It was first reported that he stood down, then Rangers' statement to the Stock Exchange later yesterday afternoon said that his "consultancy agreement" had been "terminated", and finally a club statement said that the board's decision had been "unanimous". However it was phrased, the Ibrox directors decided that the club needed to sever its ties with Green, again, to try to find a route out of its current difficulties.
Context is significant, though, and the immediate future remains an uncertain proposition. Green, after all, remains the largest single shareholder and has an alliance with James Easdale, the Ibrox director, and Sandy Easdale, who are both shareholders and who have stated their intention to increase the size of their stake. Other board members have been distancing themselves from the one-time chief executive, and the statement to the Stock Exchange revealed it was Craig Mather, his successor, who held the talks with Green to inform him of the termination of his contract.
Had Green stayed, it would have been an indication that the Yorkshireman and the backers he retains among the shareholders were still the most significant power brokers at the club. Even now, Green could in theory requisition another General Meeting in the future, if he believes he has enough votes to carry the resolutions. As of last night, though, the current situation was at an impasse, but a solution needs to eventually be found.
People are currently jostling for control of the board. Some shareholders were uncomfortable with Green's presence and influence. They requisitioned a General Meeting, with resolutions seeking the removal from the board of Mather, the finance director Brian Stockbridge and the non-executive director Bryan Smart; then proposed the appointment of Paul Murray, the former Rangers director, and Frank Blin, the former executive chairman of PricewaterhouseCooper. The requisition is backed by several of the institutional investors, as well as the Glasgow businessman and entrepreneur, Jim McColl, and they may believe that going to the GM and being confident of winning the vote means that there is no need to compromise. They have more to gain from winning the GM than they do from accepting a solution.
Ultimately, though, the question is about money. Green and his backers will only accept a certain price for their stakes, and he has said himself that he would take an offer of 50p per share. Some wealthy Rangers fans, such as the former director Dave King, are prepared to put money into the club, but do not want to pay Green and his backers a premium for their shares. That, in part, is because the club itself needs money.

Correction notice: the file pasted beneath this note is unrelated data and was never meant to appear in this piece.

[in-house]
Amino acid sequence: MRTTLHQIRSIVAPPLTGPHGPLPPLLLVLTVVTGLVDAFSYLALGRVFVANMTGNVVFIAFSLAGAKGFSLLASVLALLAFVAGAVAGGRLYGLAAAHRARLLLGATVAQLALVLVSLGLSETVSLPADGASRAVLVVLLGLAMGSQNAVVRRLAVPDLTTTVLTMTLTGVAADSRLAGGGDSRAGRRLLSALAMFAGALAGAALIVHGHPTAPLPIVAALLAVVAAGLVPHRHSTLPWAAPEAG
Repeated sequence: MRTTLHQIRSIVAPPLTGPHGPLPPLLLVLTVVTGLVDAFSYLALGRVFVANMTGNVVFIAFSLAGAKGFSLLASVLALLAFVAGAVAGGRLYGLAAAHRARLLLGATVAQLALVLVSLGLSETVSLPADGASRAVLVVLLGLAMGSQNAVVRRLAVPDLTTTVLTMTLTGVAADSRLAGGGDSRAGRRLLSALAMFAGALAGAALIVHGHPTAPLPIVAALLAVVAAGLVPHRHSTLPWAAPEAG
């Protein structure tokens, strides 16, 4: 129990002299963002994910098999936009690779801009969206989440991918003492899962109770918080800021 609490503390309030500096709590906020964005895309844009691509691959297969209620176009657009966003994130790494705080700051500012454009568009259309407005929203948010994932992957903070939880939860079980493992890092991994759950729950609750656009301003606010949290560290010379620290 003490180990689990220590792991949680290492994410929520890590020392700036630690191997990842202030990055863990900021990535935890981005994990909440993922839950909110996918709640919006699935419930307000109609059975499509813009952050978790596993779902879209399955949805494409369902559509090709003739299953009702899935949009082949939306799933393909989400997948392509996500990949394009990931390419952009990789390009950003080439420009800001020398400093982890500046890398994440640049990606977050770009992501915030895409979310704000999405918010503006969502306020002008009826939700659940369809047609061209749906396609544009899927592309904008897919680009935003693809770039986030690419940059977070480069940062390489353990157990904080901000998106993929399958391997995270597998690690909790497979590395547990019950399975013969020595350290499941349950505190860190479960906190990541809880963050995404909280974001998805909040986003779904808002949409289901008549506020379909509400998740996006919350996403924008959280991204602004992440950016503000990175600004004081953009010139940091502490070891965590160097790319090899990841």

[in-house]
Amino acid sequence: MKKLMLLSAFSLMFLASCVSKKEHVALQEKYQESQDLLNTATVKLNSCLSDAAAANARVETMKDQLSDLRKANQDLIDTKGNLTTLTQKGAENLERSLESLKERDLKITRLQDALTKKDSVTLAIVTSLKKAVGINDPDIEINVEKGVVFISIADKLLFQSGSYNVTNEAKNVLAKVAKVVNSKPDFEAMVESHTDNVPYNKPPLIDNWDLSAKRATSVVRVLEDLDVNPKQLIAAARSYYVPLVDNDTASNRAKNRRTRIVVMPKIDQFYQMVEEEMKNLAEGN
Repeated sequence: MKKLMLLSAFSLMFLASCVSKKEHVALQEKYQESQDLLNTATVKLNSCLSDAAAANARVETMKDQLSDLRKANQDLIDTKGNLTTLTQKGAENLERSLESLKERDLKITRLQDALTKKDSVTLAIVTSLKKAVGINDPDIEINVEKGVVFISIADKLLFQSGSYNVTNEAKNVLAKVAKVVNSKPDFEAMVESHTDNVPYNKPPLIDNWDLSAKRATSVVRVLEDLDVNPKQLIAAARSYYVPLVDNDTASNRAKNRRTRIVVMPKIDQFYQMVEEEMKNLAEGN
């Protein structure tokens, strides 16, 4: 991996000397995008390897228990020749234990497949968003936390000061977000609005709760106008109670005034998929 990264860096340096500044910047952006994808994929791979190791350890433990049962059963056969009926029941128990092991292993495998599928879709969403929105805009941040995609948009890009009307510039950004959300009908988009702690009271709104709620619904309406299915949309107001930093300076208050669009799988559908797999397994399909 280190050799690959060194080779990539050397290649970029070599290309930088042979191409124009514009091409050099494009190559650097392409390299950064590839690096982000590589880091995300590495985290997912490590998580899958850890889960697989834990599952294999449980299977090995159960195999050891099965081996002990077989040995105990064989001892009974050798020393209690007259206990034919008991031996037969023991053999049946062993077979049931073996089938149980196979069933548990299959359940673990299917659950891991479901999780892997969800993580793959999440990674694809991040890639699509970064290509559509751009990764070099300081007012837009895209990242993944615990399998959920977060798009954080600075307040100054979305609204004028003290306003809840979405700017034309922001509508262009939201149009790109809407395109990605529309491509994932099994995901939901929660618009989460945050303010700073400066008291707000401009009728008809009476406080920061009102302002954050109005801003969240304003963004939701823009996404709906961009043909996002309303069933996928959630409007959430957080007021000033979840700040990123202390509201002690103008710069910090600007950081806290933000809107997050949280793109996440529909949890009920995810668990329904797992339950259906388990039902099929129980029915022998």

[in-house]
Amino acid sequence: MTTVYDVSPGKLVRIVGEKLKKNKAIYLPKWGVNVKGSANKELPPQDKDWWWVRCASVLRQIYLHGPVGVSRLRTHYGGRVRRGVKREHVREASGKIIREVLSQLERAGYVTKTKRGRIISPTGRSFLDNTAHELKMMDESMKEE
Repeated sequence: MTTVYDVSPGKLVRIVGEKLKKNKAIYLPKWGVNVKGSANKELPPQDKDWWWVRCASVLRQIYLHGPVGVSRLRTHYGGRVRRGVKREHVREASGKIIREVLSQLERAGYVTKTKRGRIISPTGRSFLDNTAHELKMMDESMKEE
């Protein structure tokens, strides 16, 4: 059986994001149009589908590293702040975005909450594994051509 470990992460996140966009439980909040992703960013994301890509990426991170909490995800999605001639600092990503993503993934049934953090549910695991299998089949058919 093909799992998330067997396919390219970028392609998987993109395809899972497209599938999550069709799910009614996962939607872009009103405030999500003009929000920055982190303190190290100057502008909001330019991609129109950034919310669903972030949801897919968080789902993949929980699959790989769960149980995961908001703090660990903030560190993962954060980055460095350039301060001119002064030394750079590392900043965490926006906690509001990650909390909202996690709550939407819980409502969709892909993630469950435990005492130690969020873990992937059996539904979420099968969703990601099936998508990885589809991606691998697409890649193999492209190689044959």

Before the end of the season, Rangers will require additional investment. There is £10m left in the bank, according to Stockbridge, and that will not carry the club through until next year's season tickets are sold. Green has a track record of raising funds, since last year's Initial Public Offering of shares brought in £22m. Yet that money has been spent, as has much of two years' worth of season tickets. Cost-cutting is required, but that alone will not be enough to stabilise Rangers.
The existing shareholders, if they can be persuaded that the business plan will generate increased revenue and so the share price will see its value restored, may then be willing to submit themselves to a new round of funding. Many might be wary of new shares being issued, since it would potentially dilute their own shareholdings, but the likes of King would be keen to receive a stake in the club in return for financing it. If new stock was issued at 70p, the original launch price, the existing shareholders may be more willing to accept a second share issue.
It is these financial issues that are underpinning the moves being made to alter the make-up of the board, as well as possibly facilitating a change in the balance of the shareholder base. The closing price of the Rangers shares yesterday evening was 43p.
The fall has been stymied in recent weeks, but may react to further large sales - around two million changed hands in only two single transactions last week, when the former commercial director Imran Ahmad reportedly sold the bulk of his shareholding - but also the GM, the accounts that are due next month, and the annual general meeting that must follow.
Control of the board means controlling the costs and controlling how new investment is sought. It may also allow an element of control on how the shareholder base changes. These are high stakes, and the brinksmanship will continue. Money is always the most powerful motivator.